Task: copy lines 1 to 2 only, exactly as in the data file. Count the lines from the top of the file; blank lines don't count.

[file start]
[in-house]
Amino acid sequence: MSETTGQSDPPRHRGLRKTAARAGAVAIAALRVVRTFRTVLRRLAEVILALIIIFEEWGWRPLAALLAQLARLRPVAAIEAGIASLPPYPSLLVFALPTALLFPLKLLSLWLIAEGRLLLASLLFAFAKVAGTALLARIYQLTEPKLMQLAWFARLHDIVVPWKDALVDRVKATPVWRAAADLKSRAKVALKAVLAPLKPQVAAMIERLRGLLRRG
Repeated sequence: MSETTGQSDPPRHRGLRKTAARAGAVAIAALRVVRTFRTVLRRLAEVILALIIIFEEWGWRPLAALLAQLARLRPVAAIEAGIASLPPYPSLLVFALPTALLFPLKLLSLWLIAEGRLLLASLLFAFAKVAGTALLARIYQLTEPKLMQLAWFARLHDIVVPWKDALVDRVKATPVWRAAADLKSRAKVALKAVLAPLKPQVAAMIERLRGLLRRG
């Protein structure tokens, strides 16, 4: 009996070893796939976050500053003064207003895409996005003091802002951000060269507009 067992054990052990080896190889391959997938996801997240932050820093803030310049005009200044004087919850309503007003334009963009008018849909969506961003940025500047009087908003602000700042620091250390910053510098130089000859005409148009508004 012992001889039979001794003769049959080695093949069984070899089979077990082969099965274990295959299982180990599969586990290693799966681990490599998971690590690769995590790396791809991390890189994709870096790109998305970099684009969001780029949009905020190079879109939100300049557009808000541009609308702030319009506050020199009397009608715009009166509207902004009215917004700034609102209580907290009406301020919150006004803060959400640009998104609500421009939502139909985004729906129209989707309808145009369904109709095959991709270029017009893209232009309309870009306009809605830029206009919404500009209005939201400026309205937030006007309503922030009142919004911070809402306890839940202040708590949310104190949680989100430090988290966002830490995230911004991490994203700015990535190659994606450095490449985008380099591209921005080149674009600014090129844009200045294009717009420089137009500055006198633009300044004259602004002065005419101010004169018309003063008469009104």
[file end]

[in-house]
Amino acid sequence: MSETTGQSDPPRHRGLRKTAARAGAVAIAALRVVRTFRTVLRRLAEVILALIIIFEEWGWRPLAALLAQLARLRPVAAIEAGIASLPPYPSLLVFALPTALLFPLKLLSLWLIAEGRLLLASLLFAFAKVAGTALLARIYQLTEPKLMQLAWFARLHDIVVPWKDALVDRVKATPVWRAAADLKSRAKVALKAVLAPLKPQVAAMIERLRGLLRRG